Wednesday, November 28, 2012

The Last Hunter by Will Weaver

Dan Sinykin

In a harvest season long past, Moffet Weaver traveled from farm to Minnesota farm with a work crew and his Hart-Parr grain thresher. Moffet’s grandson, Will, imagines how his father might have fallen in love with his mother when the Weavers came to the Swenson farm. “Their eyes locked,” Will Weaver writes, “A lightning bolt” (21).

Weaver’s memoir, The Last Hunter, navigates between a hard-edged nostalgia and the stubborn facts of family history. He begins with his parents and ends with his children, telling along the way his own story of growing-up.

He remembers roaming the family farm, outside Park Rapids, with a slingshot and license to kill pigeons and sparrows. But his pastoral childhood rapidly encounters modern death when he asks his uncle how many Germans he’d killed in WWII. The “stricken” look on his uncle’s face gave him, as he puts it, “a vague but gloomy feeling that something large had changed in my life, and that there was no changing it back” (33).

Throughout the memoir, Weaver’s personal changes parallel America’s urbanization. His father had wanted to be a railroad engineer, but polio restrained him. By the time Will is old enough to join in the family deer hunts, his father’s dream of what-might-have-been has become an impossibility. Returning from the hunt, they come to the crossing. Weaver remembers how, “from habit, [my father] looked both ways down the tracks. I did, too, but we need not have. By that year, the trains had stopped running altogether” (69).

Weaver heads to college and falls in love with literature. His life becomes a tug-of-war between books and hunting, which is reflected in his writing. He may be the first person to deploy T.S. Eliot to describe mincemeat. He buries small treasures for the attentive reader, painting a blueberry pie “wine-dark,” an allusion to the color of Homer’s seas. He slyly nods to The Great Gatsby in his description of the homes on Big Sand Lake (124, 84).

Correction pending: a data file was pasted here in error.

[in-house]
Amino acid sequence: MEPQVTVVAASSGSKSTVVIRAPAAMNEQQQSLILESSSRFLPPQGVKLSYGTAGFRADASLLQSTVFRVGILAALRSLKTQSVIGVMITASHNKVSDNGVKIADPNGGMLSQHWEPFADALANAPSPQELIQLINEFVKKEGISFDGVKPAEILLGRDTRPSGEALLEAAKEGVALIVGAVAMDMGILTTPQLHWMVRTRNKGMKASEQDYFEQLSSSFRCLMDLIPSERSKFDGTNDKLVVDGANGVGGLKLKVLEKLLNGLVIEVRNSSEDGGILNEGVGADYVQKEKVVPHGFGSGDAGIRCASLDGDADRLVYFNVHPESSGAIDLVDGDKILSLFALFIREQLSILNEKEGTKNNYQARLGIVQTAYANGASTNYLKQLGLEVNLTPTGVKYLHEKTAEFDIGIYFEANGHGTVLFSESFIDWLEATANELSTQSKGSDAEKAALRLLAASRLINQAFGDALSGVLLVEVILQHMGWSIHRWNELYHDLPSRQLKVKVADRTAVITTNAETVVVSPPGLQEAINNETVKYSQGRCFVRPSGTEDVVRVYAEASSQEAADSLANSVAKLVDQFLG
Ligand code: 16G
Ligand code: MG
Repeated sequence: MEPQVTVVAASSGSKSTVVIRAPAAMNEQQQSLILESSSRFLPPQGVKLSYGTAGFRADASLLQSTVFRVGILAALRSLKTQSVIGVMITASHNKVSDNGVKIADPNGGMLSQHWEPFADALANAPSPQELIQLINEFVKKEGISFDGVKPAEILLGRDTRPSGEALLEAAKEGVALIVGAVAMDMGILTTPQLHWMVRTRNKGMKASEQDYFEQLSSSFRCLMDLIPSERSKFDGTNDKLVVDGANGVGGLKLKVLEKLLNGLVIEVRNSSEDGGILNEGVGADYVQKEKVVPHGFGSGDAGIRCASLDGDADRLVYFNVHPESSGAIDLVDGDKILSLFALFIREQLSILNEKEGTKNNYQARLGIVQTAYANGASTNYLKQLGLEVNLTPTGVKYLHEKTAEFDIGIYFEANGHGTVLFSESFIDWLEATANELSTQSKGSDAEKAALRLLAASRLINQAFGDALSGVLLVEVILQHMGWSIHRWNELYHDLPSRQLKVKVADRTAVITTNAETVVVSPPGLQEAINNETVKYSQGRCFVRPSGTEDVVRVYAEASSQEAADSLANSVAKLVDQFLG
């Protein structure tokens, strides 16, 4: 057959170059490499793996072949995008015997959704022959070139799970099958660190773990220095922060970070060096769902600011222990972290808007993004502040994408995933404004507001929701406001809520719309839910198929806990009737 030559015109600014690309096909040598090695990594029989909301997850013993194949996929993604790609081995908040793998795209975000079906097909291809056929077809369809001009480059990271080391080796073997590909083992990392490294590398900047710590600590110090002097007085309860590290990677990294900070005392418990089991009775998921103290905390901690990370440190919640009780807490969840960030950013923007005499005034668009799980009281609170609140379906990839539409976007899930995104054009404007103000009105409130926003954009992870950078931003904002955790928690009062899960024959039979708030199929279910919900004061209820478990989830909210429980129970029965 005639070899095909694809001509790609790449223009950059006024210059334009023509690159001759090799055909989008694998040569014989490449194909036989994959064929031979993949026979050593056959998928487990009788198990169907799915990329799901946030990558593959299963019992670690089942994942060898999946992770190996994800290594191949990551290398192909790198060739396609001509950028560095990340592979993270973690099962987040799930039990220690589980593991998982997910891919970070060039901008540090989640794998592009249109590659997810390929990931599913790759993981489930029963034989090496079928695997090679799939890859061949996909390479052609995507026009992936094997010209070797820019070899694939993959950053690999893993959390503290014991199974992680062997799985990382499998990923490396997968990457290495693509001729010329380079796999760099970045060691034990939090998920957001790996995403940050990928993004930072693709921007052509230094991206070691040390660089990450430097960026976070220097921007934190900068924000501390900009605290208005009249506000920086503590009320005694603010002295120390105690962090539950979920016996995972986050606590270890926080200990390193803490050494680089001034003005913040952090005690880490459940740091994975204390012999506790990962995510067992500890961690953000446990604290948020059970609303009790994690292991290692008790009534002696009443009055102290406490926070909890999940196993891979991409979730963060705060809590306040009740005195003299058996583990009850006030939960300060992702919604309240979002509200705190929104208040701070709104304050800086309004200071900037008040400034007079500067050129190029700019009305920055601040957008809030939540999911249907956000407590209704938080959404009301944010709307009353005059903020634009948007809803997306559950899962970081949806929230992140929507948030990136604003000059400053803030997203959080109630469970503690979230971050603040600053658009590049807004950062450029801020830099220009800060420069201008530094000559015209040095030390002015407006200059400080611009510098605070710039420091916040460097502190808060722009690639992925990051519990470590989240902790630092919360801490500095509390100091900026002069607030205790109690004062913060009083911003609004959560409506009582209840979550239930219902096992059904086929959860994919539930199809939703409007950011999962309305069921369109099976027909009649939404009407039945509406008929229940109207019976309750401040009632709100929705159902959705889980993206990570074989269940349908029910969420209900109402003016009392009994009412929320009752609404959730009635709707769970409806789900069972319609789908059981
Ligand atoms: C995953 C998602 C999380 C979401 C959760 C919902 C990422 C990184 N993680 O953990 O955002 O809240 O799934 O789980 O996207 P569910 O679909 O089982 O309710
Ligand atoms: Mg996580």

Unsurprisingly, then, he becomes a writer and an English professor. His children grow up as town kids in Bemidji and refuse to take up hunting, deflecting his hopes. His relatives grow old and the annual hunting party disintegrates. Still, he persists, and learns to find joy when his son, a vegetarian in Austin, Texas, willingly eats his wild game, or when his vacuum-sealed venison reaches his daughter in Manhattan. Times change. Minnesota farmers no longer share Hart-Parr grain threshers. But Weaver, at least, takes some small solace in “food from home,” which, shared, remains, in his words, “a ritual that binds and knits us together no matter on what coast or in what decade we have landed” (167).

Wednesday, November 21, 2012

Holding Our World Together by Brenda J. Child

Dan Sinykin

What was life like for Ojibwe women in 1800? How has their experience across the past two centuries reflected the vast changes in Ojibwe society? These are enormous questions without simple answers. Yet these are the questions that have inspired scholar Brenda J. Child’s book, Holding Our World Together.

The story Child tells is not straight-forward. We find no easy moral, here. Rather, Child, herself an enrolled member of the Red Lake nation, winds her readers through the years, meandering, stopping to gather stories like a woman harvesting wild rice along a river. Wild rice has long played a crucial role in Ojibwe life. Child reminds us that “Indigenous people have harvested wild rice for a thousand years or more in the Great Lakes region, where it grows naturally in mineral-rich lakes and river headwaters. Ojibwe people call[] wild rice manoomin, ‘the good seed that grows in water,’ and the seasonal grain [is] sacred food as well as a dietary staple” (24).

For many years, ricing was a gendered practice, governed by women. The entire cultural organization of gender relations differed before Euro-American colonization. Child notes that, “In Ojibwe society, men did not gain the right to direct a woman’s life or resources after marriage, and she maintained separate clan identity” (15). The new settlers and the U.S. government brought their own ideas about private property and gender relations, which they imposed through the establishment of reservations and, later, the system of land allotment. In the process, the lives of Ojibwe women changed, and so did their place as sole harvesters of the manoomin.